That being said, the "trench attack" is not an easy one but it does work in certain situations. Pull a wheelie as you approach the other side and "land" both wheels at the same time on the other slope. You'll still have to grind up the hill, but that's trench warfare for ya.
 

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... it is tough for me to try to explain why to my wife why I want to get rid of my expensive bike for a new one. She is still fuming about me getting hurt in general. The low bb is the only downside of this bike for me, but I got bit hard this time. Good luck...
??? unless you get a bike without cranks and pedals you can always have pedal strikes. Shorter cranks and/or higher BB can reduce the incidence to a degree but not eliminate it. Stumps or rocks hiding in foliage along the trail will be an issue regardless. You gotta ride so as to eliminate the possibility of hitting them, or accept the consequences.
 

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There's a lot of things at play here.

1) SC LT is too linear in general so if you have the bike setup to absorb chatter and not give feedback to the frame/rider, you're going to blow through the travel easily.
2) You likely need a volume reducer in the shock. 310psi in the shock seems like a lot. My guess is that you need the .6 reducer minimum, and it appears your shock has none. It seems (since you mentioned that you "never bottom") that you don't have enough progression in the shock, and are running too much air pressure. The HTLT likes to be around 28-32% depending on your riding style.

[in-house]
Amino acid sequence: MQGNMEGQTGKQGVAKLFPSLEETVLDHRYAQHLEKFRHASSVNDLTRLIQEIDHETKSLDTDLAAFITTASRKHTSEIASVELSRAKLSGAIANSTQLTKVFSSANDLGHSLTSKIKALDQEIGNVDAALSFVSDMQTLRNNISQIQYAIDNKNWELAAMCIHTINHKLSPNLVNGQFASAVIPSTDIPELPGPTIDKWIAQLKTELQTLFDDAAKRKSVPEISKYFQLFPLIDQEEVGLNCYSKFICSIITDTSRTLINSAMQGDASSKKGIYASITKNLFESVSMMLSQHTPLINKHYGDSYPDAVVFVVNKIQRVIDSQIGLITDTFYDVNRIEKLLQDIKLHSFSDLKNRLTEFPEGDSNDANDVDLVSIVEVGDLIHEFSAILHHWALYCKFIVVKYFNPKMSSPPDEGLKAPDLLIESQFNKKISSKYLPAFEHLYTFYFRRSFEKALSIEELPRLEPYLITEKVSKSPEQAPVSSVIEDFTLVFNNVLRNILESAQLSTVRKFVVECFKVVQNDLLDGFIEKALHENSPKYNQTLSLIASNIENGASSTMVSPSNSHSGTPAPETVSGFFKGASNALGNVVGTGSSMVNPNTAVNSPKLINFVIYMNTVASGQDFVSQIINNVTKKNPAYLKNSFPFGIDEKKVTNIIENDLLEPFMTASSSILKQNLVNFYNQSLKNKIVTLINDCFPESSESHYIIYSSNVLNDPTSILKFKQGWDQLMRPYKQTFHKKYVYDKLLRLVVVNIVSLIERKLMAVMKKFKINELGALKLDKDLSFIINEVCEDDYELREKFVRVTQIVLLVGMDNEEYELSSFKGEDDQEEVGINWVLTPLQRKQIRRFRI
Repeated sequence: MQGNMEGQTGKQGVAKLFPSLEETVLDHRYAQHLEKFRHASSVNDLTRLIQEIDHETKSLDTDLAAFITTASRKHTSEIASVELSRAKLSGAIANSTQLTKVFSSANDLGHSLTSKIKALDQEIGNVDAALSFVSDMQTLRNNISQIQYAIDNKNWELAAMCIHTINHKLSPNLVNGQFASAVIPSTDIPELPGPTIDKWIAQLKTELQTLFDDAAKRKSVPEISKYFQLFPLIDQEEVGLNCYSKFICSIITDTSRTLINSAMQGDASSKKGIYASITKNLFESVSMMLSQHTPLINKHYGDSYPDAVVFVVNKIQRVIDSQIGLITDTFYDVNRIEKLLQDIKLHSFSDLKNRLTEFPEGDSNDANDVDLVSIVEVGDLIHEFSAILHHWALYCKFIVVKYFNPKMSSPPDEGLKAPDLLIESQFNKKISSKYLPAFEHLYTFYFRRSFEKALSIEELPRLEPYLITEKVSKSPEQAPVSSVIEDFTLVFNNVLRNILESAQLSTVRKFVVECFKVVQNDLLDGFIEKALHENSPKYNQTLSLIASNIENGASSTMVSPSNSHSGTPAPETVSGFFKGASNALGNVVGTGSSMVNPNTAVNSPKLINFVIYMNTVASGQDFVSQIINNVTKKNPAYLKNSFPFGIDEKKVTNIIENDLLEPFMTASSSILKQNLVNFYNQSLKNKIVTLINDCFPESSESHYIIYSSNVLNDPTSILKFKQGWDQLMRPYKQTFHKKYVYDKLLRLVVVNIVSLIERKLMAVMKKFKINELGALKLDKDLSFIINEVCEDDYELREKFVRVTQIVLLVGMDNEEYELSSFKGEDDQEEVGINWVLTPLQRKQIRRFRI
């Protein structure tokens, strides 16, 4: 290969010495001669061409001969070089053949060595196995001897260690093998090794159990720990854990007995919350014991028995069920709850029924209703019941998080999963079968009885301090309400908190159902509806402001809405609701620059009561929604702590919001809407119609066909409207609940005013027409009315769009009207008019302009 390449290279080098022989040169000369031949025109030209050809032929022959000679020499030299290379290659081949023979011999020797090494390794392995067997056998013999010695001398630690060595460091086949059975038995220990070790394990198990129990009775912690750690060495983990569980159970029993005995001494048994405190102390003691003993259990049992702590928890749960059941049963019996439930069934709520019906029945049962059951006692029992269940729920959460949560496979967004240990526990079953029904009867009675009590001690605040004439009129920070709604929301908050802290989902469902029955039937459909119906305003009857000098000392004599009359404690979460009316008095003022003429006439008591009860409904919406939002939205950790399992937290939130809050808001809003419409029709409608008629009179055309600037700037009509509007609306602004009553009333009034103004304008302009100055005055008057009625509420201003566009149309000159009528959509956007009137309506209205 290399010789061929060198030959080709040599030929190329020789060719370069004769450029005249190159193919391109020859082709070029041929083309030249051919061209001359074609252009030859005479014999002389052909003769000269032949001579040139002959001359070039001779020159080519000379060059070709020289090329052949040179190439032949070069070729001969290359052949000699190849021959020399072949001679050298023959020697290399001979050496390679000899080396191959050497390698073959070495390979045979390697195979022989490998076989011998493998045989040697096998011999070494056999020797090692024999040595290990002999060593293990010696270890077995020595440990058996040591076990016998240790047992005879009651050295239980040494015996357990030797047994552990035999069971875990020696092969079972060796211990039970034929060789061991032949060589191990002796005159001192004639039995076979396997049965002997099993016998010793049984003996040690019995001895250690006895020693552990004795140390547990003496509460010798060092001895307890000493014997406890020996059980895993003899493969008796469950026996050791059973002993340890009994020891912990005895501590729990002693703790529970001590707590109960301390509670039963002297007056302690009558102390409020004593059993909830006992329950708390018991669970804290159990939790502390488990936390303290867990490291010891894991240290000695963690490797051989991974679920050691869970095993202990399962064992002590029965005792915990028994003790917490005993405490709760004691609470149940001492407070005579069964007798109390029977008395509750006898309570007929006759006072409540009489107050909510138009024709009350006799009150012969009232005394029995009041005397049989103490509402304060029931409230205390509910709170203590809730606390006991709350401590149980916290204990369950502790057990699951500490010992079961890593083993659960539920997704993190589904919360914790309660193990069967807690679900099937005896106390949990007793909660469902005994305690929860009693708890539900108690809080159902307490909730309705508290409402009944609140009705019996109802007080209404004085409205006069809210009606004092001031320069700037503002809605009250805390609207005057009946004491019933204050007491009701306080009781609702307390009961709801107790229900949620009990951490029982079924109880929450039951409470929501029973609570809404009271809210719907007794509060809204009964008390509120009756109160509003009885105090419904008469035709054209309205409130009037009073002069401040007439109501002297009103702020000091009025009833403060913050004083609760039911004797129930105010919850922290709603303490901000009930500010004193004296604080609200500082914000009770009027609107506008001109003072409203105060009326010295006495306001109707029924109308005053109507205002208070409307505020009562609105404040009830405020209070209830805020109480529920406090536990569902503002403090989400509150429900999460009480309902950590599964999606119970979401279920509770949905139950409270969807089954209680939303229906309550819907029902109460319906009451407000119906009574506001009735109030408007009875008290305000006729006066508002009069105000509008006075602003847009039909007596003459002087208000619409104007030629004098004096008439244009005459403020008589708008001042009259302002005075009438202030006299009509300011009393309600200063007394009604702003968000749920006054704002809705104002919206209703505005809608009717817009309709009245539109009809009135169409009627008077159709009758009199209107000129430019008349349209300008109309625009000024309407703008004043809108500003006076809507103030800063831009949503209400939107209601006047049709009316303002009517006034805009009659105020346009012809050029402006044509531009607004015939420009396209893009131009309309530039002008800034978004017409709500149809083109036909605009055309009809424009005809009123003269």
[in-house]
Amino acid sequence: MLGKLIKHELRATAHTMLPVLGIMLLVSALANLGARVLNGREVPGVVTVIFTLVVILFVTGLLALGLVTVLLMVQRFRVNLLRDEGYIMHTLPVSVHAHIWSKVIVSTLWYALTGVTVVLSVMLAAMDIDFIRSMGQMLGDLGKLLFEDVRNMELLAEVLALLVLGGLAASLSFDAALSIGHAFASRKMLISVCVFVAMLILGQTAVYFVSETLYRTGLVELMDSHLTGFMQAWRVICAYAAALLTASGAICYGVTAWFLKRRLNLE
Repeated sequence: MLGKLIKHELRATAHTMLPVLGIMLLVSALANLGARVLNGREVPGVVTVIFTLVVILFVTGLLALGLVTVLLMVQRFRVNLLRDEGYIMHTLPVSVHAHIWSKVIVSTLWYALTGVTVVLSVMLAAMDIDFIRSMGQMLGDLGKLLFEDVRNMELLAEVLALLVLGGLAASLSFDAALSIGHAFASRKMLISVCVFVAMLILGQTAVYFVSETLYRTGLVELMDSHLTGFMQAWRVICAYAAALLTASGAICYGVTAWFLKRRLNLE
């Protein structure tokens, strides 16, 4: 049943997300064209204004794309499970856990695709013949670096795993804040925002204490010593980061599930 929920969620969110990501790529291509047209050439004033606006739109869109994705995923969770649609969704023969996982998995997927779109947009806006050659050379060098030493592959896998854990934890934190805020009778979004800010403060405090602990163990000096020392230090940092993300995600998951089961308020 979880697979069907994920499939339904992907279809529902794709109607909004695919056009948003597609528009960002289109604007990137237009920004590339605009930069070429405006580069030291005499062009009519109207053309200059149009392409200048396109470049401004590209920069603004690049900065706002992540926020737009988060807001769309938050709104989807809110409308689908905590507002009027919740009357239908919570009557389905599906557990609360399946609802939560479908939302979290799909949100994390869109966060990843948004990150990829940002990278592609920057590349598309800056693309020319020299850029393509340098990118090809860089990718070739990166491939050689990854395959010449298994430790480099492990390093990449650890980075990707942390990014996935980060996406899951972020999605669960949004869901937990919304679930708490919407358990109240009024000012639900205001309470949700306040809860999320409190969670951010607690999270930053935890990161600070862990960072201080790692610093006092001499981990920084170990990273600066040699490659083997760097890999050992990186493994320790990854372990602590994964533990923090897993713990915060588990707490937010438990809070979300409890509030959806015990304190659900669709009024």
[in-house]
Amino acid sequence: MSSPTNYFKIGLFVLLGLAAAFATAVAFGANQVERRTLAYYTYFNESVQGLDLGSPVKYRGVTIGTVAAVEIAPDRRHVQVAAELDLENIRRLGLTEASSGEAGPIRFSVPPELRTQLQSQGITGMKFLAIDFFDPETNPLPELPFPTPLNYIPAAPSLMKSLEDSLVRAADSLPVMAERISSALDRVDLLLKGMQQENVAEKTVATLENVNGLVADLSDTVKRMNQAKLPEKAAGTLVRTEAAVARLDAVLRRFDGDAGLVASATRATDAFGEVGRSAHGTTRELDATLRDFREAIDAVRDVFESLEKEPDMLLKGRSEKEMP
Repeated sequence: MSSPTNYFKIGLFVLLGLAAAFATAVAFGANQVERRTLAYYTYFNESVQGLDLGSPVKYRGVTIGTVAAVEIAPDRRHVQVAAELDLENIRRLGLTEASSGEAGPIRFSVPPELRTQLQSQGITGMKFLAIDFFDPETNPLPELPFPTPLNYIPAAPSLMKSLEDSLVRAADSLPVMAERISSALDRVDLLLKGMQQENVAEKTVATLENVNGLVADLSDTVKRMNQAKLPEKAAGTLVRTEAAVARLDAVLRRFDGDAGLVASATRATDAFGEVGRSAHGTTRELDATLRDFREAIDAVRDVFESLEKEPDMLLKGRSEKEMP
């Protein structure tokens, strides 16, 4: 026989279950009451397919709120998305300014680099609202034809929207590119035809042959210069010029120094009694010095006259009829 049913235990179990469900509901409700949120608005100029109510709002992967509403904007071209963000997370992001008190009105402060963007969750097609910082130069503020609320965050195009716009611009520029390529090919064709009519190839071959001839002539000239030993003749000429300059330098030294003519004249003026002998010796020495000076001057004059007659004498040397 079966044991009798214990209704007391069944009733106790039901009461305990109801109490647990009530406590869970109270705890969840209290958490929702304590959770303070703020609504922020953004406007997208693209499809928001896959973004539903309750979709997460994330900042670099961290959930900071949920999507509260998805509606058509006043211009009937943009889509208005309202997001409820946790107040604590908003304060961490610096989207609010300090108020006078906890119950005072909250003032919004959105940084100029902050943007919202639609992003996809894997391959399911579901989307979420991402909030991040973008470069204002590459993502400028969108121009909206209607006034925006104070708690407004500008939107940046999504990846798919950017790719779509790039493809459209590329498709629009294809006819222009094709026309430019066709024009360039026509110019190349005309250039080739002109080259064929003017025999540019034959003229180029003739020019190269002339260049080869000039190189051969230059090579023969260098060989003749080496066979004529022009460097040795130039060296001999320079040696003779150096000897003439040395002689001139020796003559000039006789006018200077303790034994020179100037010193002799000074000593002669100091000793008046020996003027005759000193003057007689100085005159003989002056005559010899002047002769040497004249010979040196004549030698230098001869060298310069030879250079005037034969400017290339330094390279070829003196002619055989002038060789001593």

3) You may be running the open mode adjust too open which isn't providing enough platform for the HTLT which has a lack of progression.
4) Your shock may have aerated itself and need a rebuild.
5) You may need to pay more attention to pedal stroke timing.
 

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I am 5 weeks out from a bad crash - torn rotator cuff and torn bicep ligament in my shoulder because my pedal hit a cut off stump on a trail that I am familiar with. The stump was hidden by some weeds - so cut fairly low to the group and I had a pedal strike and I went down - hard.

Overall I love my Hightower, - but I haven't been able to ride and won't for quite some time and I would like to not have to worry about pedal strikes, but it is tough for me to try to explain why to my wife why I want to get rid of my expensive bike for a new one. She is still fuming about me getting hurt in general. The low bb is the only downside of this bike for me, but I got bit hard this time. Good luck...
Before you sell that bike, make sure to measure and record the BB height so when you get back to shopping you can check height of the new, taller bike.

For reference -my 29er FSR BB height is 13.25".
Bottom of crank arm, not pedal, is 6" from the ground.

my 27.5+ Chameleon BB height is 12.5".
Bottom of crank arm, not pedal, is 5" from the ground.
Both bikes are equipped with Chester pedals -so pedal height is cancelled out as a variance between two bikes.

Discussing rough numbers, the 3/4" difference of BB height is relative to the 3/4" difference in axle center between the two wheel sizes. This would suggest the BB drop is very similar between the Specialized full suspension and the Santa Cruz hard tail.

I pedal strike far more often on the FSR than I do with the hard tail despite the 3/4" lower BB height on the hard tail.

I suppose it's just because I ride it differently and the low BB height is useless information to me because there are situations where I don't pedal over rough stuff as I'm too busy standing and coasting through.
Nah...that can't be it....
 

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So you're saying you're going into steep uphills with the left foot up and the right foot down?

Are you leaning the bike as you're pedaling as well? Or do you have clown feet? :)

Seams like your form is off, you should be coasting into the hill with speed to spare (from the steep dh) with your pedals level, once you start dropping some speed then pedal like a mofo.